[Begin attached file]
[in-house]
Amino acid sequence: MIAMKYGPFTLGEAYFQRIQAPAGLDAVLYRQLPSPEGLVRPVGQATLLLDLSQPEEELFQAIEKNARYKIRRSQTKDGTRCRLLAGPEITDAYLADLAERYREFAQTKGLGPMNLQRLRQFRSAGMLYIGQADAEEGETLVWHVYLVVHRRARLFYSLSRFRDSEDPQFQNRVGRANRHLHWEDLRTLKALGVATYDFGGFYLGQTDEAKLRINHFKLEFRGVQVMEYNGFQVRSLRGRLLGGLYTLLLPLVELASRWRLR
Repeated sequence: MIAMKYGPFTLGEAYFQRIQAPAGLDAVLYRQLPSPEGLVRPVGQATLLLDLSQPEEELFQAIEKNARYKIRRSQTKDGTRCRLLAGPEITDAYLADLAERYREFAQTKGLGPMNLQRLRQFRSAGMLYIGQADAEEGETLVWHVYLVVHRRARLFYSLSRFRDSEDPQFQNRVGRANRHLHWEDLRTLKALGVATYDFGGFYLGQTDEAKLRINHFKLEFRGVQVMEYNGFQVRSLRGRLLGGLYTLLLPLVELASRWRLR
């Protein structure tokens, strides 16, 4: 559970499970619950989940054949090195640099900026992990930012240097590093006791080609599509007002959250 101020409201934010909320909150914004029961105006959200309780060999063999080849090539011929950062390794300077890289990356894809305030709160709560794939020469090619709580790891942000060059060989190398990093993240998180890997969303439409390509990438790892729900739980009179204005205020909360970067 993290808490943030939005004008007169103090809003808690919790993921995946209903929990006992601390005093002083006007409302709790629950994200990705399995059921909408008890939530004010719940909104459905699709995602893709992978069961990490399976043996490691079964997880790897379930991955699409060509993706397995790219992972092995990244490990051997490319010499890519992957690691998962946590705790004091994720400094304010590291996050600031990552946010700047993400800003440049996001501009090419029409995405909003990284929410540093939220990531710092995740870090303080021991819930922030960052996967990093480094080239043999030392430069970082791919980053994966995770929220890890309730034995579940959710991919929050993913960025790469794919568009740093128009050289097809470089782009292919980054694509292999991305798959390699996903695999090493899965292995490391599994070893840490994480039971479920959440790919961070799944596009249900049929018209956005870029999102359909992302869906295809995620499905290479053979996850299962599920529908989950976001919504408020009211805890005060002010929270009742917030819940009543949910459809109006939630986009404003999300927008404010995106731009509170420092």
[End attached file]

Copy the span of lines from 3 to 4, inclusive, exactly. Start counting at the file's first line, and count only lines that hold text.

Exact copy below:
Repeated sequence: MIAMKYGPFTLGEAYFQRIQAPAGLDAVLYRQLPSPEGLVRPVGQATLLLDLSQPEEELFQAIEKNARYKIRRSQTKDGTRCRLLAGPEITDAYLADLAERYREFAQTKGLGPMNLQRLRQFRSAGMLYIGQADAEEGETLVWHVYLVVHRRARLFYSLSRFRDSEDPQFQNRVGRANRHLHWEDLRTLKALGVATYDFGGFYLGQTDEAKLRINHFKLEFRGVQVMEYNGFQVRSLRGRLLGGLYTLLLPLVELASRWRLR
């Protein structure tokens, strides 16, 4: 559970499970619950989940054949090195640099900026992990930012240097590093006791080609599509007002959250 101020409201934010909320909150914004029961105006959200309780060999063999080849090539011929950062390794300077890289990356894809305030709160709560794939020469090619709580790891942000060059060989190398990093993240998180890997969303439409390509990438790892729900739980009179204005205020909360970067 993290808490943030939005004008007169103090809003808690919790993921995946209903929990006992601390005093002083006007409302709790629950994200990705399995059921909408008890939530004010719940909104459905699709995602893709992978069961990490399976043996490691079964997880790897379930991955699409060509993706397995790219992972092995990244490990051997490319010499890519992957690691998962946590705790004091994720400094304010590291996050600031990552946010700047993400800003440049996001501009090419029409995405909003990284929410540093939220990531710092995740870090303080021991819930922030960052996967990093480094080239043999030392430069970082791919980053994966995770929220890890309730034995579940959710991919929050993913960025790469794919568009740093128009050289097809470089782009292919980054694509292999991305798959390699996903695999090493899965292995490391599994070893840490994480039971479920959440790919961070799944596009249900049929018209956005870029999102359909992302869906295809995620499905290479053979996850299962599920529908989950976001919504408020009211805890005060002010929270009742917030819940009543949910459809109006939630986009404003999300927008404010995106731009509170420092």